18 de outubro de 2008

Internet Media and the Changing Face of Campaigning








Controversy versus Clarity: Causes for Concern


The Internet’s impact on electoral politics has not been unambiguously positive, however. Within the blogosphere, information spreads so fast as to leave no time for reflection—even fact checking is often thrown out the window. This has been especially evident in this year’s Democratic presidential campaign, as observers encounter new stories every day on various blogging sites, some more questionable than others. Guilt by association seems to be the most popular tagline. “It’s not the thoughtful speech that the candidate gave; but rather their mistakes,” said James Kotecki, host of Politico.com’s Playbook TV, a popular video blog site. Video clips have begun to serve as judge, jury, and executioner for candidates. YouTube plays the leading role in this arena given that most political “controversies” have been broken via video upload.
Furthermore, since controversy generates attention and revenue, seemingly controversial issues have received disproportionate attention online while crowding out more substantive discussion. Both old and new media outlets beat to death issues surrounding remarks by Obama’s pastor and misstatements by Clinton about Bosnia while allowing policy discussions to fall by the wayside. Many believe that elections have all too often been won based on perceptions rather than on the merits of policy proposals, and the actions of the new media have done little to put this image to rest.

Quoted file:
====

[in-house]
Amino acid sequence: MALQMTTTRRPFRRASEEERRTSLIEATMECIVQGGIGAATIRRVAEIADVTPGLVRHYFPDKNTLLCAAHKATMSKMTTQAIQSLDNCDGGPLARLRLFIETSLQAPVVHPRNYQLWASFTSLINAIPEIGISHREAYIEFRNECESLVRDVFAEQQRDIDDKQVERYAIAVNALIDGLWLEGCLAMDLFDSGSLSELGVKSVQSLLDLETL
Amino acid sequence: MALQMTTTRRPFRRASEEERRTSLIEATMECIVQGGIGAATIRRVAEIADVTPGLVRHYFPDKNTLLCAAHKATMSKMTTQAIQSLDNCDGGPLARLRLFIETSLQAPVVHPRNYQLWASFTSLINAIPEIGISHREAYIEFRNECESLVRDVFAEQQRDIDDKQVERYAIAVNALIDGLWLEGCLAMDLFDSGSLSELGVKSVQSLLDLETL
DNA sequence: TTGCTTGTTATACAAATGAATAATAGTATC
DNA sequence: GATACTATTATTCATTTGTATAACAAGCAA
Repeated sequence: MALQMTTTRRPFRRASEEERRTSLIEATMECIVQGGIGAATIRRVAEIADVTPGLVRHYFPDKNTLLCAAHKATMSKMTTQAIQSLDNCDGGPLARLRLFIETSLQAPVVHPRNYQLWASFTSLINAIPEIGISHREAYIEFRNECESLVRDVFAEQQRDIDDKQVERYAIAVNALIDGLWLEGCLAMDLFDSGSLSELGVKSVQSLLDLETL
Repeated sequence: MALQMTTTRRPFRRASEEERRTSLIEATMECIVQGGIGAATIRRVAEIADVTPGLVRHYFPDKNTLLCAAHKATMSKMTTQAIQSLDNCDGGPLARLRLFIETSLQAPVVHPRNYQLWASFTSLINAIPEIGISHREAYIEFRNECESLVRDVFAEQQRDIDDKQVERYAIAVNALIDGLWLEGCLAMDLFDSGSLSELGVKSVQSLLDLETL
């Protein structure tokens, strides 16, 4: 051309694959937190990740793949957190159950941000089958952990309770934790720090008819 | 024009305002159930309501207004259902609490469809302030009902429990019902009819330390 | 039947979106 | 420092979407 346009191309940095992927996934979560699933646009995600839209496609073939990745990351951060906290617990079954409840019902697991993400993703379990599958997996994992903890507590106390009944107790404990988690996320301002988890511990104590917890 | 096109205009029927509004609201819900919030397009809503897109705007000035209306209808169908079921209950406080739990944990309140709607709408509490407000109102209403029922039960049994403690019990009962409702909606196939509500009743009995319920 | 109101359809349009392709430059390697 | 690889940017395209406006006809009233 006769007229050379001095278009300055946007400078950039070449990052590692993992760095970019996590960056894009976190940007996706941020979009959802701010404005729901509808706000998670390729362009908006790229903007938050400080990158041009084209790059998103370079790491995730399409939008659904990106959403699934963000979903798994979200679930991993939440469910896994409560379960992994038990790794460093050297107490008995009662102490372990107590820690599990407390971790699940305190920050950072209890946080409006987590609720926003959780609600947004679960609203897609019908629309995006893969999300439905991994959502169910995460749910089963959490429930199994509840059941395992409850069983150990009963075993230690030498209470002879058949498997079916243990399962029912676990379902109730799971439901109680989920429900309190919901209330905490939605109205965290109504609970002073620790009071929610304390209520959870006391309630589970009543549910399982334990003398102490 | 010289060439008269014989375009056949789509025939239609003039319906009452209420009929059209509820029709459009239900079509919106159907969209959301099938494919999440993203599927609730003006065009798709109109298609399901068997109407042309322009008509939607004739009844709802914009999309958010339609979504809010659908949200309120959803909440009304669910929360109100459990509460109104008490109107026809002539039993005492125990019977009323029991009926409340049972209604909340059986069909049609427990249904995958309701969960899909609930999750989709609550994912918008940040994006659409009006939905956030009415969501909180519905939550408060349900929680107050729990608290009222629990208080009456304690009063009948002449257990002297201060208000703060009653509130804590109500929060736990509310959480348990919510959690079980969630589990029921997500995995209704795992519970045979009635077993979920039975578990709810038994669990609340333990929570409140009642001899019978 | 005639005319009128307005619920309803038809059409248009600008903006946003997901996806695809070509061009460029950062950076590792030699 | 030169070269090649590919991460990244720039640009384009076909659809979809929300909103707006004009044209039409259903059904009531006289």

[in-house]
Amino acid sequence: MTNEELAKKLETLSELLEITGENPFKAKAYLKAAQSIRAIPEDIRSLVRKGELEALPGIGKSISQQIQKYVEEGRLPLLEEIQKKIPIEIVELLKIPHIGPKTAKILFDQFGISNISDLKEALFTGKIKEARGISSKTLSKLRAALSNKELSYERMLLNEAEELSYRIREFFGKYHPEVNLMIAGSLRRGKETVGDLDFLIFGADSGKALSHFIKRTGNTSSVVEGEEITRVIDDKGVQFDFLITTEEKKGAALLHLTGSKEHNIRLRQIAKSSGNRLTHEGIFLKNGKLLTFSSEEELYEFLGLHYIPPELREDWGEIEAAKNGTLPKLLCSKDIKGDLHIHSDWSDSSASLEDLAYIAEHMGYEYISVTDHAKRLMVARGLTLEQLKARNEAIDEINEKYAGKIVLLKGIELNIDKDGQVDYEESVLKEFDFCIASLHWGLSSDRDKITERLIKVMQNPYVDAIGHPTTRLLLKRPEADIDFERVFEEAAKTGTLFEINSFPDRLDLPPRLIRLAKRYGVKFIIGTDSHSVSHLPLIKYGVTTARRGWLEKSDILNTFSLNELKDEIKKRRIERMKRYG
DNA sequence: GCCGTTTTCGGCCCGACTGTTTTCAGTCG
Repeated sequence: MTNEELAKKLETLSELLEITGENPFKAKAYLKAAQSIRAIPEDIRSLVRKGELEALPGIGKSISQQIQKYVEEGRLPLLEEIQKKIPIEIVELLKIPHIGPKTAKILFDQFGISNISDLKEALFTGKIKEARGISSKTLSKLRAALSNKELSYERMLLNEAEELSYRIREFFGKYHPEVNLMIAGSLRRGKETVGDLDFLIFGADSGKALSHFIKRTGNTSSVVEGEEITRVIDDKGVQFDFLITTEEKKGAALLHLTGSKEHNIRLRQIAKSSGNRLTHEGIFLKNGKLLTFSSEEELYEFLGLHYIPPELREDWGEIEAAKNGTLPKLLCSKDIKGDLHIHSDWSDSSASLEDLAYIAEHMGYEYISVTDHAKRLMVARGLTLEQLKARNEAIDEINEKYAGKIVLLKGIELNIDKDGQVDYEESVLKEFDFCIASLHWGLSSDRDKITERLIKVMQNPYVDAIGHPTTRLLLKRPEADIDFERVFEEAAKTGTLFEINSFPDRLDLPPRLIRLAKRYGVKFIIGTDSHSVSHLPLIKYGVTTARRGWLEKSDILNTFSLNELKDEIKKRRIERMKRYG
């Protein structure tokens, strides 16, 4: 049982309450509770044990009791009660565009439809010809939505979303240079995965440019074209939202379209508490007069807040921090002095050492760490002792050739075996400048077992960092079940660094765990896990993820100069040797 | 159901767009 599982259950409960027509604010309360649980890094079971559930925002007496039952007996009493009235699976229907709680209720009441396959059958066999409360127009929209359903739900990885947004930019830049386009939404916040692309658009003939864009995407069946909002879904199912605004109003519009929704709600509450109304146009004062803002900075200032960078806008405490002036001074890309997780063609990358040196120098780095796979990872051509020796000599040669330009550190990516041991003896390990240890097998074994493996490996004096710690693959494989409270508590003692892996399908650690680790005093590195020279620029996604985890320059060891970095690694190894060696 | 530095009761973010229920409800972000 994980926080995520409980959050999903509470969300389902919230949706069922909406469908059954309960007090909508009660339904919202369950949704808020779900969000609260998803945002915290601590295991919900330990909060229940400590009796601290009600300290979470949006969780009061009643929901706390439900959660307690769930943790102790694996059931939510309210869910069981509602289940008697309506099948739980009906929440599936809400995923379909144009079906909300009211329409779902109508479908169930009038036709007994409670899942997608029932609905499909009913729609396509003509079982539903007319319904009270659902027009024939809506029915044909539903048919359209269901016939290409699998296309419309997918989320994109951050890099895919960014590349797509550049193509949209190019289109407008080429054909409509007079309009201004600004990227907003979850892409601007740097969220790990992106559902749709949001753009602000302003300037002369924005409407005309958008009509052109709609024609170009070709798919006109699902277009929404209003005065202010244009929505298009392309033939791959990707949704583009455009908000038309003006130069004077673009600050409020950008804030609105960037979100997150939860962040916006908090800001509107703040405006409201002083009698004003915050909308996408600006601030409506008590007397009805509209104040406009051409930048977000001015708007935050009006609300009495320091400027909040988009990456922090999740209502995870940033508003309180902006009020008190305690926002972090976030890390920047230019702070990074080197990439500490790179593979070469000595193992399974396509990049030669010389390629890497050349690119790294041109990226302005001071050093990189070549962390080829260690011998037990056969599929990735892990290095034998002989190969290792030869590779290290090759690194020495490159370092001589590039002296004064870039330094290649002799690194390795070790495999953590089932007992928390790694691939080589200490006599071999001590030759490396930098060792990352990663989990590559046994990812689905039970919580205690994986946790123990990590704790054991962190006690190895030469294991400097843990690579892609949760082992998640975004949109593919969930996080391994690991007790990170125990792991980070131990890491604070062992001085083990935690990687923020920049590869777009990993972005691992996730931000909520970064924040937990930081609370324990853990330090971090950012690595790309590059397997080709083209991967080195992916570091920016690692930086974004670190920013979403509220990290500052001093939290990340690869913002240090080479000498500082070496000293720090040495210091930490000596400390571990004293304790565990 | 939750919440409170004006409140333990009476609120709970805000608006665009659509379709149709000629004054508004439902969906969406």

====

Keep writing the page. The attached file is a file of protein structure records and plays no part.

Meet the New Boss?

Until the media grew into a role as guarantor of accountability, party bosses controlled the process of vetting candidates for public office. In yet another evolution of the media, it seems that anyone can now vet a candidate, and that may very well be the scary lesson politicians must learn in order to compete in today’s political game. They must extensively scrutinize their campaigns, making sure every word is kept in context and every action remains appropriate for its inevitable destination, the 30-second YouTube clip. While traditional methods of campaigning may remain as important in the future as they are now, time will show that political success comes to those who effectively complement tradition with a strong understanding of how to succeed in the world of new media.


Escrito por :

Brad Paraszczak, em 1 de Agosto de 2008.
The Harvard Political Review